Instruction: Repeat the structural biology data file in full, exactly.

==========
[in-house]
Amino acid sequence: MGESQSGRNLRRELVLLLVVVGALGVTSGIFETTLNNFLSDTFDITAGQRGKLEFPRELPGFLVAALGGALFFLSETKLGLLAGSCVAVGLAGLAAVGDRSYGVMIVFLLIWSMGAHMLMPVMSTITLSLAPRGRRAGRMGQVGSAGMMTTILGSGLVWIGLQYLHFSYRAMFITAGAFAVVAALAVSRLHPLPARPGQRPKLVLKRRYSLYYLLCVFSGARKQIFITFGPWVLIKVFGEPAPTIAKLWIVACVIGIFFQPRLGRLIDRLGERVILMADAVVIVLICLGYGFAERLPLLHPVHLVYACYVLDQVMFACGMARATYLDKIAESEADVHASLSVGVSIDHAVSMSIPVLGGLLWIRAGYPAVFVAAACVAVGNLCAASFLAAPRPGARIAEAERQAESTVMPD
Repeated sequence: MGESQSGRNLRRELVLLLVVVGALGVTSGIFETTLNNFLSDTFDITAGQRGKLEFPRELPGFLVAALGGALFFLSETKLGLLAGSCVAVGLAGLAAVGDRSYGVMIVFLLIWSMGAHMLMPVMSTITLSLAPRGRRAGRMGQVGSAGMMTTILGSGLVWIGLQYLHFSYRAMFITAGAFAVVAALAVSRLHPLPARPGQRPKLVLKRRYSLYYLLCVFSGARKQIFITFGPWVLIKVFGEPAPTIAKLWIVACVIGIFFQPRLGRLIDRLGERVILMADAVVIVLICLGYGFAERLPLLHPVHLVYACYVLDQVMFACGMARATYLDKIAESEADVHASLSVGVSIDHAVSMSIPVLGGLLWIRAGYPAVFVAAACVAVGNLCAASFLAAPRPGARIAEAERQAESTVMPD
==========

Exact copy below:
[in-house]
Amino acid sequence: MGESQSGRNLRRELVLLLVVVGALGVTSGIFETTLNNFLSDTFDITAGQRGKLEFPRELPGFLVAALGGALFFLSETKLGLLAGSCVAVGLAGLAAVGDRSYGVMIVFLLIWSMGAHMLMPVMSTITLSLAPRGRRAGRMGQVGSAGMMTTILGSGLVWIGLQYLHFSYRAMFITAGAFAVVAALAVSRLHPLPARPGQRPKLVLKRRYSLYYLLCVFSGARKQIFITFGPWVLIKVFGEPAPTIAKLWIVACVIGIFFQPRLGRLIDRLGERVILMADAVVIVLICLGYGFAERLPLLHPVHLVYACYVLDQVMFACGMARATYLDKIAESEADVHASLSVGVSIDHAVSMSIPVLGGLLWIRAGYPAVFVAAACVAVGNLCAASFLAAPRPGARIAEAERQAESTVMPD
Repeated sequence: MGESQSGRNLRRELVLLLVVVGALGVTSGIFETTLNNFLSDTFDITAGQRGKLEFPRELPGFLVAALGGALFFLSETKLGLLAGSCVAVGLAGLAAVGDRSYGVMIVFLLIWSMGAHMLMPVMSTITLSLAPRGRRAGRMGQVGSAGMMTTILGSGLVWIGLQYLHFSYRAMFITAGAFAVVAALAVSRLHPLPARPGQRPKLVLKRRYSLYYLLCVFSGARKQIFITFGPWVLIKVFGEPAPTIAKLWIVACVIGIFFQPRLGRLIDRLGERVILMADAVVIVLICLGYGFAERLPLLHPVHLVYACYVLDQVMFACGMARATYLDKIAESEADVHASLSVGVSIDHAVSMSIPVLGGLLWIRAGYPAVFVAAACVAVGNLCAASFLAAPRPGARIAEAERQAESTVMPD